loud and clear reviews split m night shyamalan film review
Split (Universal Pictures)

Kevin is especially amazing to watch when the possibility arises that some personalities are pretending to be other personalities, particularly when he’s around Fletcher (whose impressively sincere performance by Buckley is very overlooked). There’s actually enough nuance and little subtle clues just in McAvoy’s demeanor for you to really read into them and make legitimate guesses of which personality you’re watching. There are a few personalities that have essentially taken control of the rest to further their mysterious plan, and it’s so fascinatingly disturbing to observe such an intricate web of relationships and dynamics play out within a single person. Yes, it clearly doesn’t paint real-life D.I.D. in the most flattering light, but as a means of good character-building and storytelling, it’s too effective for me to not love.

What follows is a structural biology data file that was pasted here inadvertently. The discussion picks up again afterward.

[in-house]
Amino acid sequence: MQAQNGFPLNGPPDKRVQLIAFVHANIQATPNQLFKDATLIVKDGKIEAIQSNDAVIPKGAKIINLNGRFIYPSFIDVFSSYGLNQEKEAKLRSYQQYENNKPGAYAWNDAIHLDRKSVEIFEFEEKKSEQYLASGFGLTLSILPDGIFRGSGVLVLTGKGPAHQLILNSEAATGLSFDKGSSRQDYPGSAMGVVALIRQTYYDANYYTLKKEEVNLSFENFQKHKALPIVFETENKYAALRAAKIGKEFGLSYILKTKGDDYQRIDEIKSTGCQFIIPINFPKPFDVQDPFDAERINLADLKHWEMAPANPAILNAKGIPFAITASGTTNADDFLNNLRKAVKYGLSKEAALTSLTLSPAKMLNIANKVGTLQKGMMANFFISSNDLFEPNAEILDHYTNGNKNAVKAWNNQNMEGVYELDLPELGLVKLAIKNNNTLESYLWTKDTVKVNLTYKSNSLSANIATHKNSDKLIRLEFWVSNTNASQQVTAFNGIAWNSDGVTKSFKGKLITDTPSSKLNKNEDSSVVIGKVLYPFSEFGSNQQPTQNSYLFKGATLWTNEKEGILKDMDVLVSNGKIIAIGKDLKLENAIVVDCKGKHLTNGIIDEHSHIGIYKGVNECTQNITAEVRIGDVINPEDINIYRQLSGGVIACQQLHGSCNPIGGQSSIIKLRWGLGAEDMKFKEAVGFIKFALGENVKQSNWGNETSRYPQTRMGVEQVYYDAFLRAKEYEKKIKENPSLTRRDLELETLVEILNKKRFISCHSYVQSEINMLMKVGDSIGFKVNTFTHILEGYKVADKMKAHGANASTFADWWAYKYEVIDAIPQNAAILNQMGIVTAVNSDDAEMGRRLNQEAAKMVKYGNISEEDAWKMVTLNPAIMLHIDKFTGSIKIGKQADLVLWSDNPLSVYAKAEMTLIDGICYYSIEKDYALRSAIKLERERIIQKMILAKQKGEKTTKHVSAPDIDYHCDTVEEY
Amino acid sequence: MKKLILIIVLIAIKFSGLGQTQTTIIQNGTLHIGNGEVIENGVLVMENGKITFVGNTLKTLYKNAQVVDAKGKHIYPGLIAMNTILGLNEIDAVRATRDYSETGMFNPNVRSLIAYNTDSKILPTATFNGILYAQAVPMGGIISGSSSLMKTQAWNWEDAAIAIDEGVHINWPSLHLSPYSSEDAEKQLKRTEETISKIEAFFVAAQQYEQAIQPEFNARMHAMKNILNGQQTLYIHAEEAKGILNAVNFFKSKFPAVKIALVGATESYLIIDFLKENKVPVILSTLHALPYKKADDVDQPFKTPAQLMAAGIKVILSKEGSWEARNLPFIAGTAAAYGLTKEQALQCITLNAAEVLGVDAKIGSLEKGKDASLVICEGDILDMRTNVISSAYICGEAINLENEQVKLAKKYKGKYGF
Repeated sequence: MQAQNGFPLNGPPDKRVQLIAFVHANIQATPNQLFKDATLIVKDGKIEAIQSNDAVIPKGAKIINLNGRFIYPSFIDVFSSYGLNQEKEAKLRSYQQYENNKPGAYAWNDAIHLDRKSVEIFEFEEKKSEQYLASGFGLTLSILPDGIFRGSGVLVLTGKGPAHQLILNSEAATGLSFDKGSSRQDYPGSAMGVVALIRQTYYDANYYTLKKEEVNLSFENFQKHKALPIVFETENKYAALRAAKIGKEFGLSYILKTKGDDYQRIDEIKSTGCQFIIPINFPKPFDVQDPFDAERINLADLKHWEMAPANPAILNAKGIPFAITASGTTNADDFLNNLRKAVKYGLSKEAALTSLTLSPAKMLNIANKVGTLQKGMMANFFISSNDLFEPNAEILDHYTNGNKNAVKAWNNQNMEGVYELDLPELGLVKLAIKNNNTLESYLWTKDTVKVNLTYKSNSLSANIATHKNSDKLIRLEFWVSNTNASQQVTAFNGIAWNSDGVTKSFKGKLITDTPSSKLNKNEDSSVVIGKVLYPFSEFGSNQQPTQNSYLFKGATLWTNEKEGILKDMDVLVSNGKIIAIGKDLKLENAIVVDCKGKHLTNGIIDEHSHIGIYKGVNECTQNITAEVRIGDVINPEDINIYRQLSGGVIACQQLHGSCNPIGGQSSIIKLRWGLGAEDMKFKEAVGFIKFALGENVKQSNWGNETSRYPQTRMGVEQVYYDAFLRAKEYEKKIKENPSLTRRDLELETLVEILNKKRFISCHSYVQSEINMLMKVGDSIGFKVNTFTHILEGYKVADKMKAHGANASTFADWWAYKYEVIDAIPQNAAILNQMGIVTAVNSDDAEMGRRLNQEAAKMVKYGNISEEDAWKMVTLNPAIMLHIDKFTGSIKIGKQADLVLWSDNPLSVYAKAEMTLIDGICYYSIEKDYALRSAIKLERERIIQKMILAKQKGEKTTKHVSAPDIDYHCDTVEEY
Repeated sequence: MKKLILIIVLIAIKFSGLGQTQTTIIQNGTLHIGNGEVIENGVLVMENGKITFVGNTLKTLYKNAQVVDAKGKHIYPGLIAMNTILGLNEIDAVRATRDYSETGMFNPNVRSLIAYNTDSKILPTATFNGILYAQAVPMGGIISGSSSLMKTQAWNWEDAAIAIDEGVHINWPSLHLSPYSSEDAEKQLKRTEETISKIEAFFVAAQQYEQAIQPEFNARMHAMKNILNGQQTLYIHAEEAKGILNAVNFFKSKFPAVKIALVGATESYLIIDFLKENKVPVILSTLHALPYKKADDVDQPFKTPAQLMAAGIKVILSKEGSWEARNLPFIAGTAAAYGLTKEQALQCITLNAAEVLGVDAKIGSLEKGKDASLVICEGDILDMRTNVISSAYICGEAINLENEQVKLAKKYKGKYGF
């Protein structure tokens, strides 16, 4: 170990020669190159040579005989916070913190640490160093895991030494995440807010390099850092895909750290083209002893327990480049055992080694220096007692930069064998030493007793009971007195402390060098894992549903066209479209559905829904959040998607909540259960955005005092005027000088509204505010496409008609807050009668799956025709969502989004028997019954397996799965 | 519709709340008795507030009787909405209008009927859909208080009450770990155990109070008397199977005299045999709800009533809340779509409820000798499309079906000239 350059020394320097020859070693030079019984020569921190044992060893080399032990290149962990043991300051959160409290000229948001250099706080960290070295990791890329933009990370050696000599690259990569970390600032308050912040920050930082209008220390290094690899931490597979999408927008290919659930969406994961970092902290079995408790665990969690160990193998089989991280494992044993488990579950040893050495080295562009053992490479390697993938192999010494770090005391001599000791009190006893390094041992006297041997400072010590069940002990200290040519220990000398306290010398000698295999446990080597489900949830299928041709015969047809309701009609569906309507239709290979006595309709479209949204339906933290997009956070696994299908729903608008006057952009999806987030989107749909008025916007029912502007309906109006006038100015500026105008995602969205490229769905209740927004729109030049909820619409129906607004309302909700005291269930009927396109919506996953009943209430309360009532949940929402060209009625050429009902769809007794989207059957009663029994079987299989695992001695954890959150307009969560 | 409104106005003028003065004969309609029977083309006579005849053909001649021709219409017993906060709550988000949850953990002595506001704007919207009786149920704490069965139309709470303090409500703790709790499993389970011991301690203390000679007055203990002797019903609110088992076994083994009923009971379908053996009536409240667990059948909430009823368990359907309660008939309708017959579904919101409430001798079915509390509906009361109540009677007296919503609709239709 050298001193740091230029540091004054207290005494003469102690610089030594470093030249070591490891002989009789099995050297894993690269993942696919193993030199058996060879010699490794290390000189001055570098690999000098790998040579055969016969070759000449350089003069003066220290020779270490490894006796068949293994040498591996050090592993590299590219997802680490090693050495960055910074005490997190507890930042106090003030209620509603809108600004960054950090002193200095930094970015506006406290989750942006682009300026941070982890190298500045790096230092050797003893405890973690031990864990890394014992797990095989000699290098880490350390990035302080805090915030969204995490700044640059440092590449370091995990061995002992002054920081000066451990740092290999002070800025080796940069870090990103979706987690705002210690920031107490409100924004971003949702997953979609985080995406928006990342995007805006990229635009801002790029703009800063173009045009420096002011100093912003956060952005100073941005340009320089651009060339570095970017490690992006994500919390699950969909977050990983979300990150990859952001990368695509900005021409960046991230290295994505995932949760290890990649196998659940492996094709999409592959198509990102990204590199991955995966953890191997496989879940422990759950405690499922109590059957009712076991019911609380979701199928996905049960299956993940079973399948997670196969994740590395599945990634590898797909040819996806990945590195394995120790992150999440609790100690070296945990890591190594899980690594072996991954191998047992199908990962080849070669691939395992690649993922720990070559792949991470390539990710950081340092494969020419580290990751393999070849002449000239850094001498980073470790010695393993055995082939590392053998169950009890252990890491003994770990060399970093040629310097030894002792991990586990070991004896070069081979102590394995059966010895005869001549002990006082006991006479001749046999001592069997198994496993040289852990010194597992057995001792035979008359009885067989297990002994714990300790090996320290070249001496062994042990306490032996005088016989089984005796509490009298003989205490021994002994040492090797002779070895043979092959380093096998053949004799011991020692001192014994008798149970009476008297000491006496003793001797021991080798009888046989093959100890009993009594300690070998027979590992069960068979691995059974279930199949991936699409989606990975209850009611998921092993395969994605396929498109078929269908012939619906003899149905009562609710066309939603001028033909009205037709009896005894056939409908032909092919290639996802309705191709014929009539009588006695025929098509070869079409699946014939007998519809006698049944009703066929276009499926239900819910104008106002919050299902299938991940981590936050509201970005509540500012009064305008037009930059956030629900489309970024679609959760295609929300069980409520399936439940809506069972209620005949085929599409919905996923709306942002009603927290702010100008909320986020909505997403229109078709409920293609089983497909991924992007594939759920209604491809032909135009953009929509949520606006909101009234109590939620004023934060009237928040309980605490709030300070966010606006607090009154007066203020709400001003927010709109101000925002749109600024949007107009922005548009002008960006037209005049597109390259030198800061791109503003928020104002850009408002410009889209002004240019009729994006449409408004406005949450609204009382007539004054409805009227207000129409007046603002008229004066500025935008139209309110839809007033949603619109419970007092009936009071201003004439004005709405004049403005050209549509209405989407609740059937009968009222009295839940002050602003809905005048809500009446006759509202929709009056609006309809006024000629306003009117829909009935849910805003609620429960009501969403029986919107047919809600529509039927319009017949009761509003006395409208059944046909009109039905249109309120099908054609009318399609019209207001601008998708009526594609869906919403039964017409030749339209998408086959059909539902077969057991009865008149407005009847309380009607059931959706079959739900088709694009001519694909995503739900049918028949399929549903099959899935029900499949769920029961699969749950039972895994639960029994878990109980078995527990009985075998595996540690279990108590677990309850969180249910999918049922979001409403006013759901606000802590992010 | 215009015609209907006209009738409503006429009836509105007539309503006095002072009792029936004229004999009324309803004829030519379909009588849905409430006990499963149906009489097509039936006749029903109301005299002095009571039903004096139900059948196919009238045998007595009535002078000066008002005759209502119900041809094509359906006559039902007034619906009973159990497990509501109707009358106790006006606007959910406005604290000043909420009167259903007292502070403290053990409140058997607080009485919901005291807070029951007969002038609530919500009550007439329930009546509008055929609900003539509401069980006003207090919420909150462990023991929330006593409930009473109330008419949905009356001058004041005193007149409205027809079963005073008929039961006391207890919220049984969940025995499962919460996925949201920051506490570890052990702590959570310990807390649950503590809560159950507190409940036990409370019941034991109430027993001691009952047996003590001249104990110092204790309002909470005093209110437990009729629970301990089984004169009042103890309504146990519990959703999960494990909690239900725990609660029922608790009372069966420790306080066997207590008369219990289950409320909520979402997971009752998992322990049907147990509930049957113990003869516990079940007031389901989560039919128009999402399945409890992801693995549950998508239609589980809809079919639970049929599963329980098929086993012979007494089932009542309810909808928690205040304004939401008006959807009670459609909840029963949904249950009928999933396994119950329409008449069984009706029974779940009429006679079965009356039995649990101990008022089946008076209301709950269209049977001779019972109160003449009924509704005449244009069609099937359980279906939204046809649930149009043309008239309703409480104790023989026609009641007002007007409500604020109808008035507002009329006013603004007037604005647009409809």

Opposite McAvoy is Anya Taylor-Joy as Casey, who ends up being just as interesting … though not right away. One of my favorite parts of Split is how, little by little, it lets us into Casey’s past, how that’s shaped who she is now, and how it mixes with her dour present to potentially shape a new future. We get hints like being told Casey kept running away from home, to her seeming way more prepared and knowledgeable to deal with a monster like her captors than someone like her should, to flashbacks that show signs of something being off in her childhood that become clearer the more they play out.